From Kelly L. Jardine, District Ranger, Tonto Basin Ranger District:
"Folks, we have a new nesting pair of bald eagles near Schoolhouse Point at Roosevelt Lake that we will protect under an area closure order like we have in place for the other two nest sites at the lake. The ground closure to entry is in effect December 1st thru June 30th. During that time there is also a 2,000 ft. AGL aircraft advisory over the nest sites. Please help us to make these nests successful fledging sites by avoiding low level flights over the nests. Thanks for your help." See below for the maps of the sites.
Tonto Nest - N 33. 46' 49.0" W 111. 15' 06.3"
"Campaign Bay" - N 33. 38' 39.8" W 110. 59' 43.2"
Pinto Nest - N 33. 38' 09.4" W 110. 57' 42.4"
TIPS FOR VISITING EAGLE AREAS
From AZ Game and Fish newsletter
Statewide – The Federal Aviation Administration (FAA) has established a 2000-foot above ground level (AGL) advisory along the Salt and Verde River drainages. When traveling in these drainages or near riparian habitat statewide, aircraft should maintain a minimum of 2000-foot AGL to ensure compliance with state and federal law.
If you are visiting bald eagle country, an advance call to the local land management agency (USDA Forest Service district, etc.) or the Arizona Game and Fish Department may help you plan your trip to avoid disturbing bald eagles. By following these simple guidelines, we can all help ensure that our living wildlife legacy will last for generations to come:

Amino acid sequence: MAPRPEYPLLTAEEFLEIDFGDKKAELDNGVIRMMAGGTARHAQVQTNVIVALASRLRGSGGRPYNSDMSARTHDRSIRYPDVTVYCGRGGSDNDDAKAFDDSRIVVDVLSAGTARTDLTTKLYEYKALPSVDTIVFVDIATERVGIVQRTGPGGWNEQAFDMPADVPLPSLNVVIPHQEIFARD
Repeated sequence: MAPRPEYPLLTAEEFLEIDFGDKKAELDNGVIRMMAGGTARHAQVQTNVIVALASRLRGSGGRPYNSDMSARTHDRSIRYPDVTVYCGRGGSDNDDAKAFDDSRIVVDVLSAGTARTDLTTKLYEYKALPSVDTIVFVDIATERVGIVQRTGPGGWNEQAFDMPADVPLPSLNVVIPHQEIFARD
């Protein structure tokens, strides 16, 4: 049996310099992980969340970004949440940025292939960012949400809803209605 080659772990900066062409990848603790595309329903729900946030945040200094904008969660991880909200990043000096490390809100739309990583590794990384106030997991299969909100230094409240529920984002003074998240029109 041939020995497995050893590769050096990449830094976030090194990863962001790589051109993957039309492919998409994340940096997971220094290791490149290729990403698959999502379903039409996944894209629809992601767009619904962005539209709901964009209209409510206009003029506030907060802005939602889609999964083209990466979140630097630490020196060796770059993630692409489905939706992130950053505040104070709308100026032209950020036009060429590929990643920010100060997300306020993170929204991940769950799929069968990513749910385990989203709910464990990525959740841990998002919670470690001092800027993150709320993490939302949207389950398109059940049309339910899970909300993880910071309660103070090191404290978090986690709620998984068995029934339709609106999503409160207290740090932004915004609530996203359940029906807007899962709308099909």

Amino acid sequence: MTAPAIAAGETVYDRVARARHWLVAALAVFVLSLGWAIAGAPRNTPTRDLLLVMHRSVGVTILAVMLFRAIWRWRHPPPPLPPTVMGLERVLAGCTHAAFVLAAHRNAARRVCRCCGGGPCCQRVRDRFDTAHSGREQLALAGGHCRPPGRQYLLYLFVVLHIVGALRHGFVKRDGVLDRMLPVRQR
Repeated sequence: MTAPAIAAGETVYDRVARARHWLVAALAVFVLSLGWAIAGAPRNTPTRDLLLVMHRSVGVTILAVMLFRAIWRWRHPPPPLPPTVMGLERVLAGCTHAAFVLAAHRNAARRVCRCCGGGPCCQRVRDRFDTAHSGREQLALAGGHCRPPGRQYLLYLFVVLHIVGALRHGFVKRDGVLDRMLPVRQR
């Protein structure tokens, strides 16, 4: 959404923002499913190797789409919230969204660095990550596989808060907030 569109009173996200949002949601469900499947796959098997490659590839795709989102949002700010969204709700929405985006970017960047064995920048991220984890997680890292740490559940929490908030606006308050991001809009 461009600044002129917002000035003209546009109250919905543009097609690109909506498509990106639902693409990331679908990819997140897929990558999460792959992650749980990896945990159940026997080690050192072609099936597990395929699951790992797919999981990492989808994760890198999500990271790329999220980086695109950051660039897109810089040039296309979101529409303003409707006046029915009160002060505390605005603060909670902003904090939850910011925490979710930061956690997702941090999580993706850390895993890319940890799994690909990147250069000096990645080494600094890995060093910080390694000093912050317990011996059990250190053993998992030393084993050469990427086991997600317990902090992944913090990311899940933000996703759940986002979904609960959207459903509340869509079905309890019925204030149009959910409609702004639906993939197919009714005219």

- Enjoy bald eagles from outside the closures, especially during critical nesting times (December to June). These areas are posted with signs and/or buoys, and many have daily nestwatch monitors. Anyone approached by a nestwatcher and asked to cease an activity or leave a closed area should comply. A few good places to see bald eagles without disturbing them (during December and January) are at Lake Mary and Mormon Lake near Flagstaff or on the Verde River Canyon Train in Clarkdale.
- Bald eagles protecting an active nest will let you know if you are too close. If a bald eagle is vocalizing and circling the area frantically, you are too close and need to leave the area quickly. Bald eagles incubating eggs or brooding small young should never be off the nest for more than 15 minutes.
- Pilots should maintain the FAA-recommended 2,000-foot AGL advisory when flying over bald eagle habitat along the Salt and Verde Rivers, Lake Pleasant and Alamo Lake. These areas are designated on the Phoenix Sectional Aeronautical Map. Special brochures for pilots regarding this advisory can be obtained by calling the Arizona Department of Transportation or the Arizona Game and Fish Department’s nongame branch, (623) 236-7506.
- Help from anglers is especially needed. Monofilament and tackle has killed two nestlings and has been found in two-thirds of all bald eagle nests in the state. Every year we remove this potentially lethal material from nests and/or entangled nestlings.
- Ospreys, shorebirds, waterfowl and songbirds also succumb to this litter. Do not discard any type of monofilament along rivers and lakes, but recycle it at fishing stores. Keep your monofilament fresh; do not use old brittle line. Make sure to use the correct test line for the fish you are trying to catch. Also, do not cut the line when an undesirable fish is caught and return it to the water with the hook and line attached.
You can help bald eagle research and recovery efforts by reporting any harassment or shooting of bald eagles. Call the Arizona Game and Fish Operation Game Thief Hotline at 1-800-352-0700 or U.S. Fish and Wildlife Service Law Enforcement at (480) 967-7900.